Learning at a very young age about gravity made me quite reassured that I wouldn’t fall off the Earth, but now reading through the compelling arguments of @pills_truth(1) on twitter the idea of the Earth as a globe could have made me very doubtful and nervous. I wonder why there is so much bad press regarding the COVID-19 vaccines as carriers of microchips which would allow Microsoft to control us (it would need to be extremely nano-tiny), but not so much about pacemakers (bigger, easier to store information with potential to transmit it to whoever is in control)? One thing for sure – if you have one apparently you shouldn’t be around microwaves.
Coincidently the pacemaker (faulty and not useful for a living human body donated by amazing UK based charity Pace4Life (2)) is in a centre of the interface I create for my artwork within the Media Futures programme, currently titles “How Many Heartbeats to Send a Love Email”, although the title might or might not change soon.
Diving into the world of fake news, to which everyone in one way or another is subjected, is like the “upside down” world from Stranger Things. Who are those people who spread them? Why are they doing it? What does their world and reality look like?
Fake news spreads like a wildfire, and attempts to debunk them are tedious and painful. The difference between speed of circulating false stories vs setting them straight has even earned its own definition: The Brandolini’s Law. “False news stories are 70 percent more likely to be retweeted than true stories are. It also takes true stories about six times as long to reach 1,500 people as it does for false stories to reach the same number of people.” according to the MIT research (3). This in particular applies to important scientific news stories, which research and information often is complex and demands a certain degree of concentration in order to understand it. In an era of fast content consumption, simple populistic false stories seem much more attractive.
But misinformation is nothing new. The Psychology of Rumour (4), written in 1947 by Gordon W. Allport and Leo Postman, provides some explanation why people engage in spreading rumours – during crises and uncertainties people often improvise information out of their environment as a way of coping with their anxieties.
However nowadays the dipping in and out of this “upside down” world doesn’t seem to help us with fears. Instead it amplifies them – probably just like a nasty gossip about you in a high school, where your heart was beating faster whenever you had to confront your peers to try to straighten up the hearsay story. (5)
When anxious our hearts can beat 200 bpm. Each heartbeat produces around 1 watt. Each shared fake news story “tweet” produces 0.2 g of CO2 when sent. It is not a lot but when added a considerable number of times to become a significant “fake news” story, it can become substantial. And then 6 times more energy has to be spent to set things right again. Just for the sake of going further with that – not all server farms are powered by renewables. There is so much talk about the decarbonisation of the internet, therefore we must pay attention to “false news” CO2 footprint.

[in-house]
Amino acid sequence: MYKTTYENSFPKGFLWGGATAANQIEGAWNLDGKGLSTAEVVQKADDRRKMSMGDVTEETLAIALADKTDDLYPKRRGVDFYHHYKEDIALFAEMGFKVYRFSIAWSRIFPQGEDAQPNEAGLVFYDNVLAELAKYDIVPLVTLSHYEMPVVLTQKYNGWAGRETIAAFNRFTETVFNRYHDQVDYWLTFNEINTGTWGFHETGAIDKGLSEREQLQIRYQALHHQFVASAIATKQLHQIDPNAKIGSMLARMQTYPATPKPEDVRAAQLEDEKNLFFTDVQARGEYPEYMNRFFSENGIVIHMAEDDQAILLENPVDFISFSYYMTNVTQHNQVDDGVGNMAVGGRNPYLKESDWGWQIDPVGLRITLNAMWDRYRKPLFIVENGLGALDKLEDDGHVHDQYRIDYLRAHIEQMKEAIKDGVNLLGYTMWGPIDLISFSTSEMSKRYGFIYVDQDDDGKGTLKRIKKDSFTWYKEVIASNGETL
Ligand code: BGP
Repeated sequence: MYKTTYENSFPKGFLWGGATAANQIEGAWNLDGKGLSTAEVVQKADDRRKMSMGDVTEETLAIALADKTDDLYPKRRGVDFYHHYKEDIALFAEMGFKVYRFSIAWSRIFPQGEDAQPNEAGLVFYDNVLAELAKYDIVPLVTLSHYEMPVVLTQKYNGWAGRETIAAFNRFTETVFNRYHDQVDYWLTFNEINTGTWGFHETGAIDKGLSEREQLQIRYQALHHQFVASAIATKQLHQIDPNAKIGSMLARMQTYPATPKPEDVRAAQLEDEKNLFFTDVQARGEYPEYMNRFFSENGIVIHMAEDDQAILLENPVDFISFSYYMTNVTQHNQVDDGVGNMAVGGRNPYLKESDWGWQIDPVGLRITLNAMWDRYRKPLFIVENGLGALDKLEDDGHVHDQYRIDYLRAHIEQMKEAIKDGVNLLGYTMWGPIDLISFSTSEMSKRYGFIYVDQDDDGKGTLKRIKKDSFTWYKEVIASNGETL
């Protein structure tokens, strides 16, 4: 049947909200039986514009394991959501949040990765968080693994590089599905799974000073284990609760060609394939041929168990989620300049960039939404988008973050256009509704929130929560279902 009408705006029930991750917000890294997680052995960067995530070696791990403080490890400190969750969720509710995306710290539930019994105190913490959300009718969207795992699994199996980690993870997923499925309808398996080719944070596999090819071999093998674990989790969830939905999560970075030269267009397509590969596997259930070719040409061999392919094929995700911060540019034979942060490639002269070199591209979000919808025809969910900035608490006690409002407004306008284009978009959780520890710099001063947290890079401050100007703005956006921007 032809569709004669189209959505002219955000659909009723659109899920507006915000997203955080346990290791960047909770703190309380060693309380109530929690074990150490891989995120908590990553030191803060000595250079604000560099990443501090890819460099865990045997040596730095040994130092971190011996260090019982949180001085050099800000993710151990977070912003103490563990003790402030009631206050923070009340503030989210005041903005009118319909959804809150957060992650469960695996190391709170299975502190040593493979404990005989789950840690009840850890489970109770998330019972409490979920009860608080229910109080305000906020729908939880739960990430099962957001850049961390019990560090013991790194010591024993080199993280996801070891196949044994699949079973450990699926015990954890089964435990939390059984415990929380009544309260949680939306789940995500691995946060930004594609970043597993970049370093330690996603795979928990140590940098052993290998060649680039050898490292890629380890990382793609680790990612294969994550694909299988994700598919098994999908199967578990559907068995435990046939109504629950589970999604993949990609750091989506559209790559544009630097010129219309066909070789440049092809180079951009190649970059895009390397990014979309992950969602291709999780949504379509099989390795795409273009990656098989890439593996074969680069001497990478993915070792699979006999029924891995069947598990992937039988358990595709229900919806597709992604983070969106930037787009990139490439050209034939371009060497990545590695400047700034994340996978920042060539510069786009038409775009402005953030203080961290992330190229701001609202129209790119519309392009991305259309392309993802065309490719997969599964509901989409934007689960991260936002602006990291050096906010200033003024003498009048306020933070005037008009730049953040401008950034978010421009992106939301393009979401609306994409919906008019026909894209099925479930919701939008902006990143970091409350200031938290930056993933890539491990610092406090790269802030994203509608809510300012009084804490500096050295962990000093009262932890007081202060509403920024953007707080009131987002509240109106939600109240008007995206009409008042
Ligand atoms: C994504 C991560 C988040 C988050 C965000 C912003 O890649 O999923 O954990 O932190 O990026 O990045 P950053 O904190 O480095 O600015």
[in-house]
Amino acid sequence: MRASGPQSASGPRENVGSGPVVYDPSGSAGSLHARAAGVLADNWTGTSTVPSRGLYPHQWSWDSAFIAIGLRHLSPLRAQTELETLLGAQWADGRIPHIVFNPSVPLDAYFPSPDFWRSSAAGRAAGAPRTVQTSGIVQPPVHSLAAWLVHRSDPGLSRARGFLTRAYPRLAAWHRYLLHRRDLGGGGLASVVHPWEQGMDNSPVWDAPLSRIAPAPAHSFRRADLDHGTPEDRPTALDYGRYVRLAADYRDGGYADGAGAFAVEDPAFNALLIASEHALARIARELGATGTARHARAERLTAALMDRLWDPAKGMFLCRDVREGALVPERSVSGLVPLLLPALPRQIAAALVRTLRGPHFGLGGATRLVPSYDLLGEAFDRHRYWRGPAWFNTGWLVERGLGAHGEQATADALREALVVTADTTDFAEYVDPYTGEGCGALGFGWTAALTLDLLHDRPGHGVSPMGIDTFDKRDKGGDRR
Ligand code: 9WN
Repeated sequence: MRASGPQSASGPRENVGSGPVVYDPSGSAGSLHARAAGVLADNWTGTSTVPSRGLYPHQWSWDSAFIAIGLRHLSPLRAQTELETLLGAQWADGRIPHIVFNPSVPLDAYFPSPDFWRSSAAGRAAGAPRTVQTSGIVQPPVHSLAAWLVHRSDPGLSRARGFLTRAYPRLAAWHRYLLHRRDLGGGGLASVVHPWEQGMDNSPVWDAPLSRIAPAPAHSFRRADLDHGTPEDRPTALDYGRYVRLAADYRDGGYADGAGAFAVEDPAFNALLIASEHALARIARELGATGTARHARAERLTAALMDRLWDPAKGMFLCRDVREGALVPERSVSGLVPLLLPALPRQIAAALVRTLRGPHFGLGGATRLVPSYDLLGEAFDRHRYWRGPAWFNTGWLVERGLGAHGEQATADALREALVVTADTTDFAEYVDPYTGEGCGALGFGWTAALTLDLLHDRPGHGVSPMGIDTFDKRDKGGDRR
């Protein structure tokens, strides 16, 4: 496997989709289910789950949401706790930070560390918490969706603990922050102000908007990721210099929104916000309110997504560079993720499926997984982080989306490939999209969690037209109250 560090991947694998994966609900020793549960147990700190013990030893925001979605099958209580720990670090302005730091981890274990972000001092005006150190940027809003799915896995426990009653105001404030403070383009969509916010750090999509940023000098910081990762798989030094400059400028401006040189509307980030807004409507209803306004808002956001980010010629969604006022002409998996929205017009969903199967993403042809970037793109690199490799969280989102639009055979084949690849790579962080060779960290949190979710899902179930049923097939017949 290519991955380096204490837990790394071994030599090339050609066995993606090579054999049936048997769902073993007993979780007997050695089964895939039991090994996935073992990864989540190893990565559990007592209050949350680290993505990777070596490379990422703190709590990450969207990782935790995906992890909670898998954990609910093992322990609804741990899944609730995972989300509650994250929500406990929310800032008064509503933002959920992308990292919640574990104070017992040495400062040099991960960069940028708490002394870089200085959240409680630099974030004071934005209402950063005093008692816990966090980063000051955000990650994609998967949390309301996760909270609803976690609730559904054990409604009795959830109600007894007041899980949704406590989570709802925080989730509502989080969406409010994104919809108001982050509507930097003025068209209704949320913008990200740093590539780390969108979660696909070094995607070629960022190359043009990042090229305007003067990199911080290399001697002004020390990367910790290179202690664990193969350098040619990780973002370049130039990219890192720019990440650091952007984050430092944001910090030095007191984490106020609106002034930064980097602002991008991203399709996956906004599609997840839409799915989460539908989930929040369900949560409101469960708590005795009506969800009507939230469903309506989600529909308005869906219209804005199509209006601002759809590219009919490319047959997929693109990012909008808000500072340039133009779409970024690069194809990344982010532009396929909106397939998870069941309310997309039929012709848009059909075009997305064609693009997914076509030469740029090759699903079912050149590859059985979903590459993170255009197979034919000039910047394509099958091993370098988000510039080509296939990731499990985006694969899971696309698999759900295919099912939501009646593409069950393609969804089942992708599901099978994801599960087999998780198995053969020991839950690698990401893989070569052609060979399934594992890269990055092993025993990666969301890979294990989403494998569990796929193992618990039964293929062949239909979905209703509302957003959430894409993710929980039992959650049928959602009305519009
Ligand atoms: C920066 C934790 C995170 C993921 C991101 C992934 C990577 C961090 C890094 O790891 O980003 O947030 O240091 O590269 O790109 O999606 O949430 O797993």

Although focus is on fake news residing in the digital domain (I mainly focus on Twitter in my research), the consequences are “physical” – on how we interact with our environment, the aforementioned CO2 footprint and their impact on our mental health. The latter are in the centre of my proposed artwork, together with carefully crafted narrative so that it can engage a wide audience as possible.
I had the privilege to team up with Content Score AI (6) – a startup which has an AI model for identifying harmful content which can be used by brands and individuals to rate copy against a number of parameters. What I found interesting is that besides variables such as racism, sexism, hate speech, fake news (naturally), their sample data which they kindly allowed me to analyse, contains also the emotional score AND assigned emotion (which also prompts questions regarding how the model was trained? Who trained? Would it be different if it was trained predominantly by one or another group of people?).
The time to submit the content for rating via their website differs – I still need to figure out why, but it also gives me some indication of the effort needed to start debunking fake news – beginning with their identification.
And so circulating back to my artwork, I feel it is important to write a few words about the unusual form I have chosen to create a narrative about fake news. Although it still is in “making” and some things need to be finalised and tweaked, there are elements which are not negotiable. The physical and semi-multisensory form is there to reinforce the idea that those few words typed on the computer living in the sphere of the bits and pixels on the internet has its material embodiment. The heartbeat (I don’t want to say too much about how this will be conveyed because I don’t want to spoil the surprise) is there because fake news affects living beings. The pacemaker whose role is to set the heartbeat straight is a metaphor for an aid needed to sustain the truth. The interaction to which visitors are invited is about an effort needed to sustain or change the story. And whispers are there like Chinese whispers – if a story travels through such a volume of receivers and transmitters – it tends to change the form.